In law enforcement, the only way to make more money or to gain more prestige is to leave the ranks of agents who actually enforce the law and to move into supervision and administration. The higher up the ladder of rank a former agent climbs, the more isolated he becomes from real police work and reality. At the higher ranks, politics becomes the primary concern of the administrator, as such people are commonly chosen not for their law enforcement experience and ability but for their demonstrated willingness to support and further the policies of those who appointed them. In federal law enforcement, the distance between those at the top and those who do the real work might as well be measured in astronomical units — one such unit being the distance from the Earth to the Sun.
With this in mind, consider the issue of incompetence. Law enforcement officers (LEOs) will go to any length to avoid appearing to be incompetent. This is not a small matter, for every LEO might, at any moment, have to rely on the competence of any other LEO, not merely to do the job properly, but to remain alive. LEOs know that every other LEO is constantly monitoring them for signs of incompetence. Appearing to be incompetent — for a LEO — means professional, and possibly even personal, death.
In the same way, law enforcement agencies (LEAs) tend to avoid the appearance of institutional incompetence like the plague because such incompetence tends to reasonably call into question the value of the continuing existence of their agency. This is by no means an easy task for administrators, who often consider LEOs to be barely sentient screw-ups who must be watched every moment lest they make noble administrators look bad.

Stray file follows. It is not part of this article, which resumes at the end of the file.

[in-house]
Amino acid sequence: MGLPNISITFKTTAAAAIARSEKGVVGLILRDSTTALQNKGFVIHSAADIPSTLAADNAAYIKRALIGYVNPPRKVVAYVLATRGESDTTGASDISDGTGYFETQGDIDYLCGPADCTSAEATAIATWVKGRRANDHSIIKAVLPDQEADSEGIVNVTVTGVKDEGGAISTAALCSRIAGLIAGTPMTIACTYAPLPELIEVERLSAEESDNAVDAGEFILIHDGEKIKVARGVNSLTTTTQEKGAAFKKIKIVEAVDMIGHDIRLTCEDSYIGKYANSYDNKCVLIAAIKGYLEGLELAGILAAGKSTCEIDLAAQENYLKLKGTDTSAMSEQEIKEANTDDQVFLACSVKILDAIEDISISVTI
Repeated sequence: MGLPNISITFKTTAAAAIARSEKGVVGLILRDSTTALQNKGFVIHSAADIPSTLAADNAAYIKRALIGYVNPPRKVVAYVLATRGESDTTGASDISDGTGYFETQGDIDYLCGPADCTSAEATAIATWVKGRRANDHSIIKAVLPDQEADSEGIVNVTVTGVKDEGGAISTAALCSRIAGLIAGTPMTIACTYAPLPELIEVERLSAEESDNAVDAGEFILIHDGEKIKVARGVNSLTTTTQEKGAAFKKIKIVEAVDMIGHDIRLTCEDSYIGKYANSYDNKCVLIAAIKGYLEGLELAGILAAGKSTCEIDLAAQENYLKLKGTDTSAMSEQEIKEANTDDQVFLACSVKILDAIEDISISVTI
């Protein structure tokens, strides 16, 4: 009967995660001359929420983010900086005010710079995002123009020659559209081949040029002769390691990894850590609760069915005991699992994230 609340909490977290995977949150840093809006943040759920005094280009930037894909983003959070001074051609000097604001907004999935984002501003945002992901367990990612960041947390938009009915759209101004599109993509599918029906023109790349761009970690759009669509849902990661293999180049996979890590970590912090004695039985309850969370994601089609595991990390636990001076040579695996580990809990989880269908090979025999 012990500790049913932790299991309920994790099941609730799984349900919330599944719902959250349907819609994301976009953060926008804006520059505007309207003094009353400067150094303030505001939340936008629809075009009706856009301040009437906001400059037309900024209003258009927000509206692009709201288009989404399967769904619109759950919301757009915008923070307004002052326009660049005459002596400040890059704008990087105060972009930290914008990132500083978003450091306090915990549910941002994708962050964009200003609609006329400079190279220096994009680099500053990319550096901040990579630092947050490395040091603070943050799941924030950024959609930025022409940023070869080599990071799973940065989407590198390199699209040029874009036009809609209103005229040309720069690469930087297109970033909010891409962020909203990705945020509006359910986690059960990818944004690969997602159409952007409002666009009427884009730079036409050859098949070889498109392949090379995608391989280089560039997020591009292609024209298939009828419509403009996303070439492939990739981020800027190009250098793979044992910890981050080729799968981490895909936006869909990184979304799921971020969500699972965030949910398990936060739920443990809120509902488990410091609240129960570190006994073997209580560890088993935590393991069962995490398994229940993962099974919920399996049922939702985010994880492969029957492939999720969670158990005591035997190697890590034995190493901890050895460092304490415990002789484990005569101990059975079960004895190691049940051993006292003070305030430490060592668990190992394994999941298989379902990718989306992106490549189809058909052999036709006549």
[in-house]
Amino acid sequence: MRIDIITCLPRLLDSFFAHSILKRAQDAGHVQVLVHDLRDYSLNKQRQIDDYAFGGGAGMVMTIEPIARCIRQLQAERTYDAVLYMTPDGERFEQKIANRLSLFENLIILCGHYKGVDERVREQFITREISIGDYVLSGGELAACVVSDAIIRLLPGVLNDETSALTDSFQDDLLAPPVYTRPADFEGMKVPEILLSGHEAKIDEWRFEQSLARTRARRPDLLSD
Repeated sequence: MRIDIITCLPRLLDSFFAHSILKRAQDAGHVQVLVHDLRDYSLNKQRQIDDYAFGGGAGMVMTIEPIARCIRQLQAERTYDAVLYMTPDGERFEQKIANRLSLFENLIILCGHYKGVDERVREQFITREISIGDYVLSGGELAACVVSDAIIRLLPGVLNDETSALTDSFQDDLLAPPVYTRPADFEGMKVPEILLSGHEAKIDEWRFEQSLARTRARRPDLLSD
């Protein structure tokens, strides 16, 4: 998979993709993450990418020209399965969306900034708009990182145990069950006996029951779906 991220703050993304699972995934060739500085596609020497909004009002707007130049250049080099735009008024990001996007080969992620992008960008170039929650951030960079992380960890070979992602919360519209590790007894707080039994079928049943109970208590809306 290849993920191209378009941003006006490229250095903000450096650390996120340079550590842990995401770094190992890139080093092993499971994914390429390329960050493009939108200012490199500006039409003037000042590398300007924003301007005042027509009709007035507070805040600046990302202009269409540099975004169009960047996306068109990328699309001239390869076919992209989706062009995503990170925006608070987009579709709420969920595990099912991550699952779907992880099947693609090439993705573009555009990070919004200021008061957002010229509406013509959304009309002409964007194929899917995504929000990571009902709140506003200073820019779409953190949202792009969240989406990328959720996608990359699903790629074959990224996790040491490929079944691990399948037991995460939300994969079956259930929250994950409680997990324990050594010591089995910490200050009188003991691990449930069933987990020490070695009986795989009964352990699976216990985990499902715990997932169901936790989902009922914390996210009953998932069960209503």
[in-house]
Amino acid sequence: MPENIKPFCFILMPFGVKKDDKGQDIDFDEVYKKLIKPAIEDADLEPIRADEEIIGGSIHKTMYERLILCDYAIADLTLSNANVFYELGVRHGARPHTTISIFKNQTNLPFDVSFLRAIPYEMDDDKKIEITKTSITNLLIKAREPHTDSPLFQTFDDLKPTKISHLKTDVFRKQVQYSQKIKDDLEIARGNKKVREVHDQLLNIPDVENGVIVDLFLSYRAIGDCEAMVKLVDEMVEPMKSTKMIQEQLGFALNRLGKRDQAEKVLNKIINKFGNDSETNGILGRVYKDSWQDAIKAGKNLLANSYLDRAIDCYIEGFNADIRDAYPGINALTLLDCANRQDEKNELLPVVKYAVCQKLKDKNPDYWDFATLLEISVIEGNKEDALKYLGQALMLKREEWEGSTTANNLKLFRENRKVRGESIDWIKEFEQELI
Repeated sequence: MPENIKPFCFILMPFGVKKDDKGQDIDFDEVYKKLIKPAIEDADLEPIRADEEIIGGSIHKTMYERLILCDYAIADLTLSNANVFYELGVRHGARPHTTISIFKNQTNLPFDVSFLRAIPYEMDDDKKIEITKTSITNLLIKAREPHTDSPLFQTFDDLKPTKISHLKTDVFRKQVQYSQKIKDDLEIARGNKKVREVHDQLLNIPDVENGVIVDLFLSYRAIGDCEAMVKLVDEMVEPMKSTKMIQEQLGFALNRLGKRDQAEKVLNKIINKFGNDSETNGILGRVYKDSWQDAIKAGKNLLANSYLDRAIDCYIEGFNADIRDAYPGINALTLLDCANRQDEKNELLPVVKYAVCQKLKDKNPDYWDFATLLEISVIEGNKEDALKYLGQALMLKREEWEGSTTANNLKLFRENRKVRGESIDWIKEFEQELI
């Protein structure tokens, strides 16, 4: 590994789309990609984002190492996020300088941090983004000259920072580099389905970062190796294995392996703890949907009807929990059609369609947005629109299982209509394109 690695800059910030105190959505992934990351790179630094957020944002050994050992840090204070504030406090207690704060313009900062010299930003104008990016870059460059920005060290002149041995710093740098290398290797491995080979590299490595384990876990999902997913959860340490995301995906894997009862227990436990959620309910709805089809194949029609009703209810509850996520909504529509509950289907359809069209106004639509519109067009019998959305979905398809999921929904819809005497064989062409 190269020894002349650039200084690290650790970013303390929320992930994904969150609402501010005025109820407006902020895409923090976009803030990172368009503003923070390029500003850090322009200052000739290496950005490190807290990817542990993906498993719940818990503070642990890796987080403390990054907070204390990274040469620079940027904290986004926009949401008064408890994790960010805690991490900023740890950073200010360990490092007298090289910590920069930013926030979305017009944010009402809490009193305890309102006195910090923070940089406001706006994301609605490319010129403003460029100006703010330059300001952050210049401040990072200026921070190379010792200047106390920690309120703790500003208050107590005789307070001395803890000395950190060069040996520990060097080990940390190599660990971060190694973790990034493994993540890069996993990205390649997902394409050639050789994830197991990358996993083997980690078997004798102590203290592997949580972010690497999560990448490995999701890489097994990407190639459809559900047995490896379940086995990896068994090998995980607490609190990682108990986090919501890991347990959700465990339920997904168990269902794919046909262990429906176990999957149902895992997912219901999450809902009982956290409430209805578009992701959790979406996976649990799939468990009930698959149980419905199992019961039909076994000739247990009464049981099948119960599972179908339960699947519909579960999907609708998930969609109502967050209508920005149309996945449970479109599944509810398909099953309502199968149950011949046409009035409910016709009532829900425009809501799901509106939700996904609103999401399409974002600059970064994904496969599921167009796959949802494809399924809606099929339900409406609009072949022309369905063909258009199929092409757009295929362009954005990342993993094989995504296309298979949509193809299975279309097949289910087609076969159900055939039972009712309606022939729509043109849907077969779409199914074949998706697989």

Herein lies a substantial clue to understanding LEO and LEA behavior. If they — individually or as an agency — are willing to appear to be publicly incompetent, it is often because the alternative — usually the truth — is worse … much worse. It is also one of the more common indicators of a cover up. What is being covered up? Whatever they are using the smokescreen of their own incompetence to conceal.
Practical LEO procedure in cases like Gunwalker is quite simple. A straw purchase occurs when someone buys a gun for someone else who is not legally eligible to buy that gun. For example, Bob is a convicted felon who cannot legally buy or own guns. He talks his pal Steve, who can legally buy guns, into buying a gun for him. Not only is Steve in trouble for making the straw purchase, but Bob is in trouble for his part in the straw purchase and for violating the law that prevents convicted felons from owning firearms.
In many cases, ATF agents find out about straw purchases only after the fact and work backwards to recover the weapons and arrest the people involved. However, when an agent is aware of the straw purchase before it occurs — or as it occurs, as in the Gunwalker operation — he normally has an obligation to immediately seize the person making the straw purchase and, of course, the weapon or weapons involved. ATF agents are so trained, and their agency procedures are written in this way, all of which makes perfect sense. However, there are exceptions.
If an agent suspects that a larger conspiracy is going on — let’s say, that Mexican drug cartels are hiring people to make large scale straw purchases on an ongoing basis — it is reasonable not to immediately arrest every straw purchaser. Even so, great care must be used to keep track of every weapon and every person involved. Typically, enormous resources must be used to continuously track every weapon. Lower-level criminals will be grabbed and flipped to allow agents to work their way up the chain, implicating higher-ranking criminals and gathering more and more damning evidence until agents are reasonably certain that they have gone as high as possible. Only then will the initial investigation be concluded with substantial raids, arrests, and seizures of illegal guns, often simultaneously in multiple states.